Here is a simple yet powerful tool to establish habits, learn a skill, or complete a project. I used it to reinforce my daily meditation practice and to write two books.
The method is as old as procrastination but has been attributed recently to billionaire comedian Jerry Seinfeld, as in this frequently cited LifeHacker article, where it is called Don’t Break the Chain. I prefer positive instructions, so let’s name it Link-a-Day.
Buy or make a simple, clean one year calendar. Do not just print your Outlook or Google calendar; those have too many distracting details for this purpose. You can start your own on any date and fit 365 days on one sheet by downloading my template here in Excel format or use the Google Sheets version here.
Place your calendar in the physical world rather than in a computer or app where it can hide. Hang it where you will see it everyday. I put mine on the wall right next to my computer monitor. After you complete the promised activity for the day, mark it complete. When you miss a day or two, start again. No regrets, no excuses. Just start again. You can play games with Link-a-Day by playing for a longer unbroken chain or a shorter gap than last time.
That’s it. As Aristotle observed, a person is what she consistently does. Use this to start doing something you will be proud to be.
Of all the management tools I recommend, one of the most effective is both very simple and very unlikely to be consistently employed—if it is used at all: the written progress report, completed on a consistent schedule.
The power of progress reports to promote results and reduce anxiety is demonstrated daily, on matters titanic and trivial. The U. S. Constitution requires that the President “from time to time give to the Congress information of the State of the Union.” Public companies are required by law to present results to shareholders, at fixed intervals and in specific formats. Schools send regular reports to parents, our GPS tells where we are, and UPS sends a text when a package arrives.
Still, managers and employees resist implementing this simple process.
Who cares about why? Just grow up and start doing a progress report. Declare your goals. Confront your results. Adjust to living in reality. Enjoy the benefits of clarity while the less disciplined fail and fail in a fog of vague expectations and inchoate regrets.
Before I explain how to format and prepare a good progress report, let’s deal with some common excuses questions.
Q: I don’t have a boss.
A: If you have (more…)
People are always blaming circumstances for what they are. I don’t believe in circumstances. The people who get on in this world are the people who get up and look for the circumstances they want, and, if they can’t find them, make them.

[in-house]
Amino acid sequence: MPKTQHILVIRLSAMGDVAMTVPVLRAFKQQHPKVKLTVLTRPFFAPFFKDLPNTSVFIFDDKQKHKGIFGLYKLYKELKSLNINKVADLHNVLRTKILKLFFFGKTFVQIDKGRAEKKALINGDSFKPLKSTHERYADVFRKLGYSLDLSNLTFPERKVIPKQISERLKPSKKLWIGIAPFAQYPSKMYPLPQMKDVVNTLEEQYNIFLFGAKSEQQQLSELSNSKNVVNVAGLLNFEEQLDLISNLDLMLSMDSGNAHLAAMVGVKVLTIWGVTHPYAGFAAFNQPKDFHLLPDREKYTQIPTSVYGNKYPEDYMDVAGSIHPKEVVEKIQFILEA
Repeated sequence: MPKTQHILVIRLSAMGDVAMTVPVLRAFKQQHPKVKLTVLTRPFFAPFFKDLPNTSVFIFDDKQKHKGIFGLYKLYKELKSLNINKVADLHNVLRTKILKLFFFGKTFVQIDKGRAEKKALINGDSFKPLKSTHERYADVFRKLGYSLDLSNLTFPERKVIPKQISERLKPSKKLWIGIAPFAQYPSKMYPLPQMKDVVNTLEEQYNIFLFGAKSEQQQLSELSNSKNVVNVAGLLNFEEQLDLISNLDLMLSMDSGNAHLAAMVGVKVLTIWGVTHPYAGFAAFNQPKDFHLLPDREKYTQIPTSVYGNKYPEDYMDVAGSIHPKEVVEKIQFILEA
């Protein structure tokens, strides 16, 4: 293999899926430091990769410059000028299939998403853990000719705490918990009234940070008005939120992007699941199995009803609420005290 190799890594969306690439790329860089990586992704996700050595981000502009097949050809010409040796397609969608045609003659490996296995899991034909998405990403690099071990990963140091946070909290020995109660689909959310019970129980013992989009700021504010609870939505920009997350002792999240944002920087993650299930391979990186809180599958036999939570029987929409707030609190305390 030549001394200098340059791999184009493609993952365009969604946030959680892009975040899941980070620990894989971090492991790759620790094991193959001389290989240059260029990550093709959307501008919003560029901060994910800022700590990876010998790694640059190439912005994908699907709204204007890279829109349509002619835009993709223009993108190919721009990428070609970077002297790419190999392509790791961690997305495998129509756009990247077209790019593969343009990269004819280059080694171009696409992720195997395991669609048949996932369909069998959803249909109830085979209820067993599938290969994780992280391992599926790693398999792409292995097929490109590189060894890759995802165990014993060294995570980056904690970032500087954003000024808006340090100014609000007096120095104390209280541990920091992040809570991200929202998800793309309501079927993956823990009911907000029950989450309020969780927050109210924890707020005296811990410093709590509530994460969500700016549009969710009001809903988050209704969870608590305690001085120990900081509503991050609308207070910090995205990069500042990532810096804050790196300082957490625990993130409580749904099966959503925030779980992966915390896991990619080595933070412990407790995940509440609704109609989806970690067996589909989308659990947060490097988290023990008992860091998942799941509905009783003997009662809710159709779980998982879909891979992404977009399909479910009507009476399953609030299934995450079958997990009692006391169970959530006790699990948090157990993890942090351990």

–Vivie, Act II of
Mrs. Warren’s Profession (1893)
via George Bernard Shaw – Wikiquote.
There is great power in a resolution that has no reservations in it — a strong, persistent, tenacious purpose — which burns all bridges behind it and which clears all obstacles from its path and arrives at its goal, no matter how long it may take, no matter what the sacrifice or the cost.
— Orison Sweet Marden
The end of one calendar year and the beginning of the next naturally brings reflections on our progress and plans. Apply scientifically proven methods to your goal setting and New Year’s resolutions with these free tools from Top Executive Coach Tony Mayo.
Here’s hoping that, with these tools and some solid coaching, your New Year is actually new and different. Good luck.
Live your life each day as you would climb a mountain. An occasional glance towards the summit keeps the goal in mind, but many beautiful scenes are to be observed from each new vantage point.
–Harold B. Melchart
No wind serves him who addresses his voyage to no certain port.
—Michel de Montaigne
French humanist essayist 1533-92
Obstacles are those frightful things you see when you take your eyes off your goal.
—Henry Ford, 1863-1947
To live is to suffer.
But not only creativeness and enjoyment are meaningful. If there is a meaning in life at all, there must be a in meaning in suffering. … Without suffering and death human life cannot be complete.
— Viktor Emil Frankl
Man’s Search for Meaning
One always finds one’s burden again. … The struggle itself towards the heights is enough to fill a man’s heart.
One must imagine Sisyphus happy.
The Myth of Sisyphus
One of the things I’ve noticed as a characteristic of the great [athletic] coaches, is that they start with their commitment to a result first and then they’ve looked at the circumstances they’ve needed to deal with from the perspective of the result.
The people who did not make it into the league of the great coaches were often just as articulate, just as smart but they were focused on the circumstances they needed to deal with and then they looked at the result from the circumstances.
— Werner Erhard in conversation with
John Wooden, Red Auerbach,
George Allen, & Tim Gallwey
See also Managing Yourself (from the future) with Specific Measurable Results, on this blog.